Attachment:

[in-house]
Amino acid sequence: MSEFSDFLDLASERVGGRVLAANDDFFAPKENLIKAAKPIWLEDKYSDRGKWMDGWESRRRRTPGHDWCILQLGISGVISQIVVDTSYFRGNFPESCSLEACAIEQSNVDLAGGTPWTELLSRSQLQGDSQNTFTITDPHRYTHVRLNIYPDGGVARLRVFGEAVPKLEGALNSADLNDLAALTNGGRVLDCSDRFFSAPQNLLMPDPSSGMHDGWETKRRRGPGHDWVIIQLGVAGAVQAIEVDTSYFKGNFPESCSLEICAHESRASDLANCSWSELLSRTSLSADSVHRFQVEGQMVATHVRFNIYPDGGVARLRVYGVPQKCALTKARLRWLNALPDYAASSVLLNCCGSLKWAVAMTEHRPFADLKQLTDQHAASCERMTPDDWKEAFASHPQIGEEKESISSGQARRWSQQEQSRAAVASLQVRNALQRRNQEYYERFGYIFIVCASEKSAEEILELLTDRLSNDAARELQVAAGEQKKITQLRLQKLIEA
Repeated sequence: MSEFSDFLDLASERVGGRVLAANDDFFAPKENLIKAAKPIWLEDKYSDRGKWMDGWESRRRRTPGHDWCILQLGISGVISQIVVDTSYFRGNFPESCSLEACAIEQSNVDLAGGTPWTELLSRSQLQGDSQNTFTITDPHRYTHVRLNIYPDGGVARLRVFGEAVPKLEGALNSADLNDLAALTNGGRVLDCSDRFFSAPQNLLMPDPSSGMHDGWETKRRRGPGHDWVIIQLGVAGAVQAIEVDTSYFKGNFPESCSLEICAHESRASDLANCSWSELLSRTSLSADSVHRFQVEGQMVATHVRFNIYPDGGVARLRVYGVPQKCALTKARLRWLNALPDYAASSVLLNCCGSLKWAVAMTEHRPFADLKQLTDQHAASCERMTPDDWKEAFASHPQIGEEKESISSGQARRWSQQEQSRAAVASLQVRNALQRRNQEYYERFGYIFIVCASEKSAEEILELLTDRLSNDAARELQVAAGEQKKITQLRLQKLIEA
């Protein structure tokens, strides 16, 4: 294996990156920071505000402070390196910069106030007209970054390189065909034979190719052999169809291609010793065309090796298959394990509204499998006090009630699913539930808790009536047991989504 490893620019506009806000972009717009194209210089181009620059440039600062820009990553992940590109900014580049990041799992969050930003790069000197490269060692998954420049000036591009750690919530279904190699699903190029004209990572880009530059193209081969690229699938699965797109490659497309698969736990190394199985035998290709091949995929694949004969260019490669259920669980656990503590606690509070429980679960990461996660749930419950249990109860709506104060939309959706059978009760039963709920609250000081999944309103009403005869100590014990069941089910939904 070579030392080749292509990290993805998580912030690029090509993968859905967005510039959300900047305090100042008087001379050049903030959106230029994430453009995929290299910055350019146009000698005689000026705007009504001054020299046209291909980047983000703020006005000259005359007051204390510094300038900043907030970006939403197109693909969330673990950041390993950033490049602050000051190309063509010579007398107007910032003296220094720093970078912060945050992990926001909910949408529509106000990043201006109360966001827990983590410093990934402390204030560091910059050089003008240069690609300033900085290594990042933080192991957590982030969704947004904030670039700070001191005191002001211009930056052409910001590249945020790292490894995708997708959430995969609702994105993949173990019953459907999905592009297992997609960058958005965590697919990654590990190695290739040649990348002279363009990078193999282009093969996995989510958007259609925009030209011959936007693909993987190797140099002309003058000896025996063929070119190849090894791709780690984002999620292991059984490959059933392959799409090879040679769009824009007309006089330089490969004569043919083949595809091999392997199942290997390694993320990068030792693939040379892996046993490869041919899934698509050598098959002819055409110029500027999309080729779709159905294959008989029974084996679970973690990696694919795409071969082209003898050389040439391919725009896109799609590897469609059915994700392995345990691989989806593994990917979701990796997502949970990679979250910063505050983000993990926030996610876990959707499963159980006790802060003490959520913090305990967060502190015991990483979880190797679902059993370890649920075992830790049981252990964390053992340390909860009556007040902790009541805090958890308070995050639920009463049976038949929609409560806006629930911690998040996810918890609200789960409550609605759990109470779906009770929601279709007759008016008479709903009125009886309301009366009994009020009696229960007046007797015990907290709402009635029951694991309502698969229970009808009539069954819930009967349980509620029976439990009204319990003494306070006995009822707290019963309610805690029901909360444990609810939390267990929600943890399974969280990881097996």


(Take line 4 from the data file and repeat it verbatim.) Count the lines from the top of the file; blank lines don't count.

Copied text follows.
């Protein structure tokens, strides 16, 4: 294996990156920071505000402070390196910069106030007209970054390189065909034979190719052999169809291609010793065309090796298959394990509204499998006090009630699913539930808790009536047991989504 490893620019506009806000972009717009194209210089181009620059440039600062820009990553992940590109900014580049990041799992969050930003790069000197490269060692998954420049000036591009750690919530279904190699699903190029004209990572880009530059193209081969690229699938699965797109490659497309698969736990190394199985035998290709091949995929694949004969260019490669259920669980656990503590606690509070429980679960990461996660749930419950249990109860709506104060939309959706059978009760039963709920609250000081999944309103009403005869100590014990069941089910939904 070579030392080749292509990290993805998580912030690029090509993968859905967005510039959300900047305090100042008087001379050049903030959106230029994430453009995929290299910055350019146009000698005689000026705007009504001054020299046209291909980047983000703020006005000259005359007051204390510094300038900043907030970006939403197109693909969330673990950041390993950033490049602050000051190309063509010579007398107007910032003296220094720093970078912060945050992990926001909910949408529509106000990043201006109360966001827990983590410093990934402390204030560091910059050089003008240069690609300033900085290594990042933080192991957590982030969704947004904030670039700070001191005191002001211009930056052409910001590249945020790292490894995708997708959430995969609702994105993949173990019953459907999905592009297992997609960058958005965590697919990654590990190695290739040649990348002279363009990078193999282009093969996995989510958007259609925009030209011959936007693909993987190797140099002309003058000896025996063929070119190849090894791709780690984002999620292991059984490959059933392959799409090879040679769009824009007309006089330089490969004569043919083949595809091999392997199942290997390694993320990068030792693939040379892996046993490869041919899934698509050598098959002819055409110029500027999309080729779709159905294959008989029974084996679970973690990696694919795409071969082209003898050389040439391919725009896109799609590897469609059915994700392995345990691989989806593994990917979701990796997502949970990679979250910063505050983000993990926030996610876990959707499963159980006790802060003490959520913090305990967060502190015991990483979880190797679902059993370890649920075992830790049981252990964390053992340390909860009556007040902790009541805090958890308070995050639920009463049976038949929609409560806006629930911690998040996810918890609200789960409550609605759990109470779906009770929601279709007759008016008479709903009125009886309301009366009994009020009696229960007046007797015990907290709402009635029951694991309502698969229970009808009539069954819930009967349980509620029976439990009204319990003494306070006995009822707290019963309610805690029901909360444990609810939390267990929600943890399974969280990881097996």